Results: While there was no significant increase in the number of de novo or transmitted rare CNVs in cases versus controls, pathway analysis using multiple algorithms showed enrichment of genes within histamine receptor (subtypes 1 and 2) signaling pathways (p = 5.8 × 10(-4) - 1.6 × 10(-2)), as well as axon guidance, cell adhesion, nervous system development, and synaptic structure and function processes. Genes mapping within rare CNVs in TS showed significant overlap with those previously identified in autism spectrum disorders but not intellectual disability or schizophrenia. Three large, likely pathogenic, de novo events were identified, including one disrupting multiple gamma-aminobutyric acid receptor genes.

Conclusions: We identify further evidence supporting recent findings regarding the involvement of histaminergic and gamma-aminobutyric acidergic mechanisms in the etiology of TS and show an overlap of rare CNVs in TS and autism spectrum disorders.
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http://dx.doi.org/10.1016/j.biopsych.2011.09.034DOI Listing
http://www.ncbi.nlm.nih.gov/pmc/articles/PMC3282144PMC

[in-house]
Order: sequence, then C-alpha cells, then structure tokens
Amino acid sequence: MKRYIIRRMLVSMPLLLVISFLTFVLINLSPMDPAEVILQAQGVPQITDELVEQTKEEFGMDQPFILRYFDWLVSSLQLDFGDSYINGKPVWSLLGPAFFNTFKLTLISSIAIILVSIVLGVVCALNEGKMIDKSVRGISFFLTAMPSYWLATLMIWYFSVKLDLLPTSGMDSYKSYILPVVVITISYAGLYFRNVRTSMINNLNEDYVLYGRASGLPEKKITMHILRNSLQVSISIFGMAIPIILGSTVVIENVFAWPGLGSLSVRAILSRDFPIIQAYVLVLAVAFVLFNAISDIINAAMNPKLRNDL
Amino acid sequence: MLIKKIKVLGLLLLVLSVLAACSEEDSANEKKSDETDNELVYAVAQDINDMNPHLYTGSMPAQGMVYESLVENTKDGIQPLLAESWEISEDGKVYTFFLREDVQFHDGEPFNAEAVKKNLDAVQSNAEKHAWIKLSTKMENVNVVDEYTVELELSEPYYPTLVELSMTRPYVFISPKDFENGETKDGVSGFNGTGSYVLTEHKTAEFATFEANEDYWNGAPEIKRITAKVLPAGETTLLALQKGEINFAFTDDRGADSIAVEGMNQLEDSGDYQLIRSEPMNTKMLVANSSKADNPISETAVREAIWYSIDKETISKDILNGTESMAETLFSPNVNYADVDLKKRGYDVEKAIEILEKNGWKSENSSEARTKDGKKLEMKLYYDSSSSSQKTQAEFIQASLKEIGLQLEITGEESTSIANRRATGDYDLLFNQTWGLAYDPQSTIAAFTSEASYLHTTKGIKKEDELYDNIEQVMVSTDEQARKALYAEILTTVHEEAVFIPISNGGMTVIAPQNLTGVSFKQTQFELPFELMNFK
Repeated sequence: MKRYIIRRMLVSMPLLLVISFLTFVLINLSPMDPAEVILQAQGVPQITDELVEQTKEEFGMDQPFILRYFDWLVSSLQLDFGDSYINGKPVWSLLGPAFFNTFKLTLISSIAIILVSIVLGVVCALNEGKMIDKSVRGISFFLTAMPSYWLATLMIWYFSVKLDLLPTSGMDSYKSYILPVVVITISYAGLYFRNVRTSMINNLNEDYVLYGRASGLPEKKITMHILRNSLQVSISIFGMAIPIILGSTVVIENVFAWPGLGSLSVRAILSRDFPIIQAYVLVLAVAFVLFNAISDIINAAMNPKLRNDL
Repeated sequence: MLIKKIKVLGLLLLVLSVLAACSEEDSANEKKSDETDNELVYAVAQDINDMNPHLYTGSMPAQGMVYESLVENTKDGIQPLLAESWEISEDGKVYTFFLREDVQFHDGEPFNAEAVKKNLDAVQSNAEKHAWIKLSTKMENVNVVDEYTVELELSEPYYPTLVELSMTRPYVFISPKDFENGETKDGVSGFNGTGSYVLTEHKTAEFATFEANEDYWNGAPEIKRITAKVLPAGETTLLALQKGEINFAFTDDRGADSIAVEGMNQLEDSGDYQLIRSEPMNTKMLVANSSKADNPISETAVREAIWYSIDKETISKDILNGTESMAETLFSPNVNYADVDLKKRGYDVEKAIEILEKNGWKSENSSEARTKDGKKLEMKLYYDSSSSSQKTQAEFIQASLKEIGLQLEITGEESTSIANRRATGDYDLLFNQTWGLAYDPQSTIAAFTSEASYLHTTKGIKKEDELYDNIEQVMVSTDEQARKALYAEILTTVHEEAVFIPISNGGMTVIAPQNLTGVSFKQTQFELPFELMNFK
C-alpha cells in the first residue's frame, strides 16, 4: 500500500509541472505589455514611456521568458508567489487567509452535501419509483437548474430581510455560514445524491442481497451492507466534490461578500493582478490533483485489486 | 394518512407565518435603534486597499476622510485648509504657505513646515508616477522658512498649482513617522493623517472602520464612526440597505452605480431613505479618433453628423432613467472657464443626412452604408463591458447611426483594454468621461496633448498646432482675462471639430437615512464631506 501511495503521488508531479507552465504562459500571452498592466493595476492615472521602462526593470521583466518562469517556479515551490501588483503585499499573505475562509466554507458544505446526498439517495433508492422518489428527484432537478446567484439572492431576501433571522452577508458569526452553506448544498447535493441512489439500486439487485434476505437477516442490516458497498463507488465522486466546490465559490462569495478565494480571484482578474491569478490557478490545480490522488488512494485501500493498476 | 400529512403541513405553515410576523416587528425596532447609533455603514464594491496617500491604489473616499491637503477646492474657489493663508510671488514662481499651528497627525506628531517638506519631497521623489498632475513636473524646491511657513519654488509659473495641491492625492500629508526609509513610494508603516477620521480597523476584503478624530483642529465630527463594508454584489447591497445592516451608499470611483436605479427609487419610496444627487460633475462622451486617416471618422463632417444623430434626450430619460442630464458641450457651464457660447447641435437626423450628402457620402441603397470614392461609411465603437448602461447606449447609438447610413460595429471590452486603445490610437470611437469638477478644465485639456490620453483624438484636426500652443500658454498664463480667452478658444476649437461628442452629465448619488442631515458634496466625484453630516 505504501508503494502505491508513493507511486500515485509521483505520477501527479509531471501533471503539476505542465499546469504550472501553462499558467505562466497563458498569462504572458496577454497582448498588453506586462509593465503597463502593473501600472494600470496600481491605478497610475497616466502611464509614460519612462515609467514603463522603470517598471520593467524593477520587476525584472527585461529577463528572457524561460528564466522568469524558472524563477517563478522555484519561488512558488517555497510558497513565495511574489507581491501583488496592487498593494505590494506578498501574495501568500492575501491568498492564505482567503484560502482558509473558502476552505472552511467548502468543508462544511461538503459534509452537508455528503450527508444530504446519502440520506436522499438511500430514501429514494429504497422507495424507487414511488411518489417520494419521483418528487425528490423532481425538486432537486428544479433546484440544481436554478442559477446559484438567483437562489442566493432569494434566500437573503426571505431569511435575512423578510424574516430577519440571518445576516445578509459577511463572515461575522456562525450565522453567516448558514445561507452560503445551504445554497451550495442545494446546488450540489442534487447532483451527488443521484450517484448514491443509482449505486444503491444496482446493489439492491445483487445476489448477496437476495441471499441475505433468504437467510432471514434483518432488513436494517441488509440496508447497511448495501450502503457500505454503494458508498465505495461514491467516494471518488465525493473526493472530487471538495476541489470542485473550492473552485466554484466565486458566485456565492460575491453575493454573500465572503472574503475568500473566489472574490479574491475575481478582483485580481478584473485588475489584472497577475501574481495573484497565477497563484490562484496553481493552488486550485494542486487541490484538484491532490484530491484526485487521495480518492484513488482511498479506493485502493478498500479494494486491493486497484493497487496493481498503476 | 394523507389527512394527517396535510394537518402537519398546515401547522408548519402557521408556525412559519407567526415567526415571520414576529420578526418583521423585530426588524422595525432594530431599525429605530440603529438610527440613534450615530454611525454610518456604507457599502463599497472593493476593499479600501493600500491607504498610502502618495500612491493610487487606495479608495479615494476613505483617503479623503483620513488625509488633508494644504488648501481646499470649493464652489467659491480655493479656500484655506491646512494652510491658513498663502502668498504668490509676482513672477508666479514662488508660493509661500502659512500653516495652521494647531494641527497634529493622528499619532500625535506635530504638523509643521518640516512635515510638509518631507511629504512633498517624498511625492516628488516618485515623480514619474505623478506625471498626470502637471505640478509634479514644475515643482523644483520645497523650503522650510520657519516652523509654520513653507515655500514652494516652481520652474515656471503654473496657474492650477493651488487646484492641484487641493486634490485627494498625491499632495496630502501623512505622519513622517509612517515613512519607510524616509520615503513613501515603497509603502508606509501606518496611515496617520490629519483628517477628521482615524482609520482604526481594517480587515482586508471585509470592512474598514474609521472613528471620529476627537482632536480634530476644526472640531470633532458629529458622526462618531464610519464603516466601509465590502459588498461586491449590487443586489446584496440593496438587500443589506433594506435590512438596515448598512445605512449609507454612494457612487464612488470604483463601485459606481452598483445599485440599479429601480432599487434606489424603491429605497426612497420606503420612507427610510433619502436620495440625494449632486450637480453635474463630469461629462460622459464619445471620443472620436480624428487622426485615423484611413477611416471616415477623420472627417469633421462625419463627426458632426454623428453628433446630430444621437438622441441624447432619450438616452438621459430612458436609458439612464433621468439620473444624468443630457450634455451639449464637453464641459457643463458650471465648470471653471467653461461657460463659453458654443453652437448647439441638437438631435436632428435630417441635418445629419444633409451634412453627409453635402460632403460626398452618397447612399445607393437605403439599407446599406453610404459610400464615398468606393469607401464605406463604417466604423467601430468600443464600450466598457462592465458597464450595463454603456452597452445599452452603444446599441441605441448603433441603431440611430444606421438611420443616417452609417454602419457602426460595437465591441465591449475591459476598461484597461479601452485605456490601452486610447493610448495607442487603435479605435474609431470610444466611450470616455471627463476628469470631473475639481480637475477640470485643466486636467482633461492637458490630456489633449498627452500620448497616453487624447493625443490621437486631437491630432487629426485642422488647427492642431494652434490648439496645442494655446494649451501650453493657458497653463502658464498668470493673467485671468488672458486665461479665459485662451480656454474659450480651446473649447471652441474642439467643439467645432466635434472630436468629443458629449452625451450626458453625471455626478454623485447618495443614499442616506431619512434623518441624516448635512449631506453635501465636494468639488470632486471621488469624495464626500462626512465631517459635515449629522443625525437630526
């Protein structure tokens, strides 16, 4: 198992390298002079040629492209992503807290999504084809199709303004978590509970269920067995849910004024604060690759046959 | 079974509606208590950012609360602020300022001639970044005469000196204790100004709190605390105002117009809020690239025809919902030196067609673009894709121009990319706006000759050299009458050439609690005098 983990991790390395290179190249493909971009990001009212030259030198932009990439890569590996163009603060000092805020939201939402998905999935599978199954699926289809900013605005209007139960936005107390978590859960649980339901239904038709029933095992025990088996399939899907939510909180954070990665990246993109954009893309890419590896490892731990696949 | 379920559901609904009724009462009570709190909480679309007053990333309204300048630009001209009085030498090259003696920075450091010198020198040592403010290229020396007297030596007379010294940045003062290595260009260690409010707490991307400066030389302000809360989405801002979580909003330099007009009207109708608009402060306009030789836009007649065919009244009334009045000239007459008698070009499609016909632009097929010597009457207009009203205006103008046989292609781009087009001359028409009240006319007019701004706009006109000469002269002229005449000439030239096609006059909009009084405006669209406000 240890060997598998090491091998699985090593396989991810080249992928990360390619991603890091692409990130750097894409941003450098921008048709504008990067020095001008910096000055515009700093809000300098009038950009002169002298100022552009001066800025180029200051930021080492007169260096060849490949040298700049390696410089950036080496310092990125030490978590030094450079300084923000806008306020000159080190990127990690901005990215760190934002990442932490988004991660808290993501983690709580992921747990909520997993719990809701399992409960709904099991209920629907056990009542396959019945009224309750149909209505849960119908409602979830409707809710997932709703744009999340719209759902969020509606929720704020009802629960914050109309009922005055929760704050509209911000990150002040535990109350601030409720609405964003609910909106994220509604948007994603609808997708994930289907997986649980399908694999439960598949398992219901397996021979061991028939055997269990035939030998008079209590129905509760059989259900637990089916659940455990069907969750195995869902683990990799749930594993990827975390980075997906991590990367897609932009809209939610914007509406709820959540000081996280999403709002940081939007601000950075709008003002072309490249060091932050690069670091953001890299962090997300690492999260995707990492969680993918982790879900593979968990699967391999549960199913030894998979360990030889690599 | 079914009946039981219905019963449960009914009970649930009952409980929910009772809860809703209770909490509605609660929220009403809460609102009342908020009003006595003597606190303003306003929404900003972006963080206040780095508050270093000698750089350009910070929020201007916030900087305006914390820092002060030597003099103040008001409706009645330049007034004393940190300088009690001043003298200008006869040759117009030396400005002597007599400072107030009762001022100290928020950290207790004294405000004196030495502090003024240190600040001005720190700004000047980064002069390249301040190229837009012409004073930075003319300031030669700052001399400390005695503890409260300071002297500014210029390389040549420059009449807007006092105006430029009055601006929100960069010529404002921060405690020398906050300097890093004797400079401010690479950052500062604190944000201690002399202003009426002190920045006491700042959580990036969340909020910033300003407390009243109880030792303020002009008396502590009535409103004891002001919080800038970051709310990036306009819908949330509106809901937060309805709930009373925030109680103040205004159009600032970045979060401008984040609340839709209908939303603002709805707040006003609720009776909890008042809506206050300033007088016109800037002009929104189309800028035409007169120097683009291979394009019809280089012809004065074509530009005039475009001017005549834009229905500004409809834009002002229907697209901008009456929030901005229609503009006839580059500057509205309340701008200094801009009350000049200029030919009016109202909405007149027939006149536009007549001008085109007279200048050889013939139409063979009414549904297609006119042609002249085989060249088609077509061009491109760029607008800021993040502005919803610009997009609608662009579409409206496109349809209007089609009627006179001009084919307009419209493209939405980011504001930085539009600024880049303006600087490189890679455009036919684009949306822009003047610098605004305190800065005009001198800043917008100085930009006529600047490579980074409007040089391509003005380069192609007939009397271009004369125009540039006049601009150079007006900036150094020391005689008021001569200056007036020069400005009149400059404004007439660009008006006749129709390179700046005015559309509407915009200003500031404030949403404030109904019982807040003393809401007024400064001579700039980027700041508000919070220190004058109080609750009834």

March 2012

Multiple recurrent de novo CNVs, including duplications of the 7q11.23 Williams syndrome region, are strongly associated with autism.

Neuron 2011 Jun;70(5):863-85

Program on Neurogenetics, Yale University School of Medicine, 230 South Frontage Road, New Haven, CT 06520, USA.

We have undertaken a genome-wide analysis of rare copy-number variation (CNV) in 1124 autism spectrum disorder (ASD) families, each comprised of a single proband, unaffected parents, and, in most kindreds, an unaffected sibling. We find significant association of ASD with de novo duplications of 7q11.23, where the reciprocal deletion causes Williams-Beuren syndrome, characterized by a highly social personality. We identify rare recurrent de novo CNVs at five additional regions, including 16p13.2 (encompassing genes USP7 and C16orf72) and Cadherin 13, and implement a rigorous approach to evaluating the statistical significance of these observations. Overall, large de novo CNVs, particularly those encompassing multiple genes, confer substantial risks (OR = 5.6; CI = 2.6-12.0, p = 2.4 × 10(-7)). We estimate there are 130-234 ASD-related CNV regions in the human genome and present compelling evidence, based on cumulative data, for association of rare de novo events at 7q11.23, 15q11.2-13.1, 16p11.2, and Neurexin 1.
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http://dx.doi.org/10.1016/j.neuron.2011.05.002DOI Listing
http://www.ncbi.nlm.nih.gov/pmc/articles/PMC3939065PMC
June 2011